Forgiving Yourself For Past Mistakes



I will never forget my first meal after giving birth to my first son. It was 4 A.M. and the nurse brought in a package of Graham crackers and a small container of peanut butter. I hadn't eaten in 22 hours.  

I ripped open the package and devoured it, dropping little crumbs all over my newborn's head. I then ate the peanut butter like it was going out of style, even using my finger to scrape out the tiny bit I couldn't reach with my knife, or truth be told, my tongue. It was so graceful to watch, I'm sure. 

When my blood sugar finally leveled out, I began to try and feed my son for the third time since he was born. It wasn't easy, he knew what he was supposed to do, but I was still trying to figure it out.  I had to put my nipple in his mouth, and I used my finger to get his tongue down so I could put it in there. 

He too ate like he had never eaten before, come to think of it, he hadn't. When he finally finished, the nurse came in to take him to the nursery so I could rest. My husband left to take a shower at home, and I began to fall asleep until I was hit in the face with a punch called worry. It occurred to me that my baby could be allergic to peanuts, and I had just poisoned him. 

I frantically hit the call button for the nurse, called my husband, mom, sister, anyone and told them what I had done. Mind you, I had absolutely no basis to think that he was allergic to peanuts.   

By the time the nurse arrived, I had already begun to panic, I lost my temper and yelled at her. Thankfully, she ignored my insults and she assured me that my son was just fine. And he was. Looking back, I created something to worry about because everything just felt too perfect.

My biggest mistake was letting fear overcome my decision making process. Had I taken a deep breath and thought rationally, I wouldn’t have said the horrible things I said to her. Before I left the hospital I wrote a personal heartfelt apology to the young nurse.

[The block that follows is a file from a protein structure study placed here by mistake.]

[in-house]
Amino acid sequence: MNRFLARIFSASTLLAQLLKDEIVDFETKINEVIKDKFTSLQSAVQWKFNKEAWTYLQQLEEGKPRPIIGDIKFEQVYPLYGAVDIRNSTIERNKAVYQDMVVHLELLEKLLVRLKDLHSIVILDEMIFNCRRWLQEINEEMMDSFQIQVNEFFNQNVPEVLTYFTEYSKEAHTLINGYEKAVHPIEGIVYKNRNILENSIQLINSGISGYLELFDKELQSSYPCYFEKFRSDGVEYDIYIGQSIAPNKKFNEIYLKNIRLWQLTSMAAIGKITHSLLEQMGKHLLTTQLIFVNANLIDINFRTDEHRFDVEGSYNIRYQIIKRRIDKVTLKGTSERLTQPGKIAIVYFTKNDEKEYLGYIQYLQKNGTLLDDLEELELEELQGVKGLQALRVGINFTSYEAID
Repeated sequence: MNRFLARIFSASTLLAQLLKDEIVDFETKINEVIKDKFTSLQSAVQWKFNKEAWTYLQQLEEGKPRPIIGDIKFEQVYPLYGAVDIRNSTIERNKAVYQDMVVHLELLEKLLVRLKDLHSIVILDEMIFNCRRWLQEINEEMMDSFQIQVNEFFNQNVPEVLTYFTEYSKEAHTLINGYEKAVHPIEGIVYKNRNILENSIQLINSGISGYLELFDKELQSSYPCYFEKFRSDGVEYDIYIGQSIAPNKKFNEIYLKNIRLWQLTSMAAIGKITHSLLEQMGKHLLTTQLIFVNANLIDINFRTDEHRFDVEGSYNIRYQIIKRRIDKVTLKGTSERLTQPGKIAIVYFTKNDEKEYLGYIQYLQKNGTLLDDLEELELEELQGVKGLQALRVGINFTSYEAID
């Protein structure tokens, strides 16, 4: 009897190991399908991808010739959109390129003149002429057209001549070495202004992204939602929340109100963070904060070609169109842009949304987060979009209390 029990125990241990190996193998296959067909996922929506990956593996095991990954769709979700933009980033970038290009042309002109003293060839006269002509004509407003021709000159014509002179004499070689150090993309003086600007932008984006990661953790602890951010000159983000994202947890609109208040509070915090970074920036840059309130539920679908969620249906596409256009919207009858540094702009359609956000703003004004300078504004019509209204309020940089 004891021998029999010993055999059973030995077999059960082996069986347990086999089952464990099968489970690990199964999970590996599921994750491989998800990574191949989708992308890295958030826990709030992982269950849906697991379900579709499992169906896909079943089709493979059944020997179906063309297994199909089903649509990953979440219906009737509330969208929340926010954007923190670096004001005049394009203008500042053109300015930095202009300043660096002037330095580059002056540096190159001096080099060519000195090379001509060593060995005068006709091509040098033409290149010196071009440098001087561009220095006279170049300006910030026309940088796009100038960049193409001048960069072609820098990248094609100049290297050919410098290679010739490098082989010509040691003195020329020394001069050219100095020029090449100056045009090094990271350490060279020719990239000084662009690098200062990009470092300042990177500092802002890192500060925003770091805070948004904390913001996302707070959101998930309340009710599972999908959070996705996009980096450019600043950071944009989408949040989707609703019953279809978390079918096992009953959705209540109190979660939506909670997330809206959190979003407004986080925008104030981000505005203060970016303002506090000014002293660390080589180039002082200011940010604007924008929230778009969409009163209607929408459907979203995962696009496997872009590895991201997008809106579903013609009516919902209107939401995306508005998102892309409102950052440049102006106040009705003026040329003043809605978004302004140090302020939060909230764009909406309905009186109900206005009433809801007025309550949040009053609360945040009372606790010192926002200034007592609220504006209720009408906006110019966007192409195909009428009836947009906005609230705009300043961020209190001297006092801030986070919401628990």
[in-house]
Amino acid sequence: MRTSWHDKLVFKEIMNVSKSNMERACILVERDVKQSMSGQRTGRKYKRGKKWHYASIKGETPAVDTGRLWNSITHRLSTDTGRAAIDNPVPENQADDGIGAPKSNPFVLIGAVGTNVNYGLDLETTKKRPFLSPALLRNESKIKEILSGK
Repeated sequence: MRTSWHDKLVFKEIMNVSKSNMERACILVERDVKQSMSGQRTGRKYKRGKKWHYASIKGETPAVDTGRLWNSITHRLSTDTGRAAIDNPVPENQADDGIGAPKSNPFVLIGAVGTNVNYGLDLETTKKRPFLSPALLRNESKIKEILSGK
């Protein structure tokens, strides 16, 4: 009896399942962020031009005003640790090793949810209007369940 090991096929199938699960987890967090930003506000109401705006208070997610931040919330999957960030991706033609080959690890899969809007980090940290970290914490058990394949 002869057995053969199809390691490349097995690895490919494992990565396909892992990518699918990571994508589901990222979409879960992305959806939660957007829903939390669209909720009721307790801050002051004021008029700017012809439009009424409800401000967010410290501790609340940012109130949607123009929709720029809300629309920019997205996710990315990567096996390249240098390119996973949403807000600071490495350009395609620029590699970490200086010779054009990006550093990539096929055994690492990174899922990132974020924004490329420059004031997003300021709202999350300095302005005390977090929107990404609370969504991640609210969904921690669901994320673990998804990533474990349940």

My son is now 12 and I have made several more mistakes since. We have all said or done something that we regret. What I have found is that the best way to deal with a past mistake is acknowledging it, apologizing if needed and forgiving yourself. 

Mistakes are going to happen. Just last week I took my third son to a birthday party that he had been looking forward to for a month. The problem was, we were a day late. He was heartbroken.  Since, I have made sure to double-check our Google calendar instead of relying on my memory. My son eventually forgave me and we had his friend over for a personal ice cream party.

If you dwell on the mistakes of your past, you cloud your ability to enjoy the present. I doubt my son will remember that we forgot the party, but he will remember having a whip cream fight with his buddy in the backyard.

If you find yourself focusing on your past mistakes, the following are a few simple ways of dealing with it:

Apologize.
If your mistake involves another person, apologize to them. It isn’t easy, but it is necessary to move on. Sometimes the person may not accept your apology, and that is okay. The process of making a sincere effort is the first step in correcting it.

Forgiveness.
First, cut yourself a little slack. Mistakes are excellent opportunities to improve on something that needs to be improved upon.

Move on.
Don’t get stuck in the past. Replaying a parenting low in your head is not going to change the outcome. The only thing that will, is not making the same mistake again in the future. 

The word mistake is defined two ways. One is a blunder. The second, is to make the wrong judgment of character.  

Don’t allow yourself to make to mistake yourself as someone who isn’t strong enough to overcome, because you can and will.

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